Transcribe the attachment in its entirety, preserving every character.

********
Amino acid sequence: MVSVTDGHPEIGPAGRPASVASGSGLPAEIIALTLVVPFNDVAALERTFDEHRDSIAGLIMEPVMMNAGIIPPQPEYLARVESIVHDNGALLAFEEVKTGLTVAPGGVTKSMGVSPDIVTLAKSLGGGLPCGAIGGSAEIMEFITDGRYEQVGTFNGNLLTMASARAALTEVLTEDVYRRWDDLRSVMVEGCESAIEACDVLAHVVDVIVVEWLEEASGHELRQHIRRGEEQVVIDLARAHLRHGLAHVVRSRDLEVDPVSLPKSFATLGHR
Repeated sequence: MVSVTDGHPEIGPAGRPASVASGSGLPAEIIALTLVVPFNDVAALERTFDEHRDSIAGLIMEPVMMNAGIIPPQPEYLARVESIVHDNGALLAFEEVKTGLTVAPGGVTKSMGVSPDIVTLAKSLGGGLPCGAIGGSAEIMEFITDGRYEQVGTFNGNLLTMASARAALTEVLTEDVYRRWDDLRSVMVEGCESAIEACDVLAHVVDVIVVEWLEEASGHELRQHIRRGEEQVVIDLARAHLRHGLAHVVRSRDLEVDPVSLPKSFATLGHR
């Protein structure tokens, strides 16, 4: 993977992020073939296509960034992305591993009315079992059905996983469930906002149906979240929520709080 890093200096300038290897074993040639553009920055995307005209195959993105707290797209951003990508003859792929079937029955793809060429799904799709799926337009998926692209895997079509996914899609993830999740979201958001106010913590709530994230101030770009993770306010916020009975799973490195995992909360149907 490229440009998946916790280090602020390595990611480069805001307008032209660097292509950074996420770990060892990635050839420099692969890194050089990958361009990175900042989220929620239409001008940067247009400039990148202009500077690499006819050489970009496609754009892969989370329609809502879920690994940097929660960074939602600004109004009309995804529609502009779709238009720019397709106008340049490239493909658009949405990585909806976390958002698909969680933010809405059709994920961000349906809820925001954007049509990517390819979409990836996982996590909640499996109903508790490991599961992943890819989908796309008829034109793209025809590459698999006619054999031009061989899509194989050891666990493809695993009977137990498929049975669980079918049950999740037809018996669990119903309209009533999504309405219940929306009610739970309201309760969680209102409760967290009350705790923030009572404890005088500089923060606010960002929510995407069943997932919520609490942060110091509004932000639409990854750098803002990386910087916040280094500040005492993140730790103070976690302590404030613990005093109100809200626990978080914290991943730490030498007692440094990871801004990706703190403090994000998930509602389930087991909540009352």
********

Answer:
Amino acid sequence: MVSVTDGHPEIGPAGRPASVASGSGLPAEIIALTLVVPFNDVAALERTFDEHRDSIAGLIMEPVMMNAGIIPPQPEYLARVESIVHDNGALLAFEEVKTGLTVAPGGVTKSMGVSPDIVTLAKSLGGGLPCGAIGGSAEIMEFITDGRYEQVGTFNGNLLTMASARAALTEVLTEDVYRRWDDLRSVMVEGCESAIEACDVLAHVVDVIVVEWLEEASGHELRQHIRRGEEQVVIDLARAHLRHGLAHVVRSRDLEVDPVSLPKSFATLGHR
Repeated sequence: MVSVTDGHPEIGPAGRPASVASGSGLPAEIIALTLVVPFNDVAALERTFDEHRDSIAGLIMEPVMMNAGIIPPQPEYLARVESIVHDNGALLAFEEVKTGLTVAPGGVTKSMGVSPDIVTLAKSLGGGLPCGAIGGSAEIMEFITDGRYEQVGTFNGNLLTMASARAALTEVLTEDVYRRWDDLRSVMVEGCESAIEACDVLAHVVDVIVVEWLEEASGHELRQHIRRGEEQVVIDLARAHLRHGLAHVVRSRDLEVDPVSLPKSFATLGHR
């Protein structure tokens, strides 16, 4: 993977992020073939296509960034992305591993009315079992059905996983469930906002149906979240929520709080 890093200096300038290897074993040639553009920055995307005209195959993105707290797209951003990508003859792929079937029955793809060429799904799709799926337009998926692209895997079509996914899609993830999740979201958001106010913590709530994230101030770009993770306010916020009975799973490195995992909360149907 490229440009998946916790280090602020390595990611480069805001307008032209660097292509950074996420770990060892990635050839420099692969890194050089990958361009990175900042989220929620239409001008940067247009400039990148202009500077690499006819050489970009496609754009892969989370329609809502879920690994940097929660960074939602600004109004009309995804529609502009779709238009720019397709106008340049490239493909658009949405990585909806976390958002698909969680933010809405059709994920961000349906809820925001954007049509990517390819979409990836996982996590909640499996109903508790490991599961992943890819989908796309008829034109793209025809590459698999006619054999031009061989899509194989050891666990493809695993009977137990498929049975669980079918049950999740037809018996669990119903309209009533999504309405219940929306009610739970309201309760969680209102409760967290009350705790923030009572404890005088500089923060606010960002929510995407069943997932919520609490942060110091509004932000639409990854750098803002990386910087916040280094500040005492993140730790103070976690302590404030613990005093109100809200626990978080914290991943730490030498007692440094990871801004990706703190403090994000998930509602389930087991909540009352």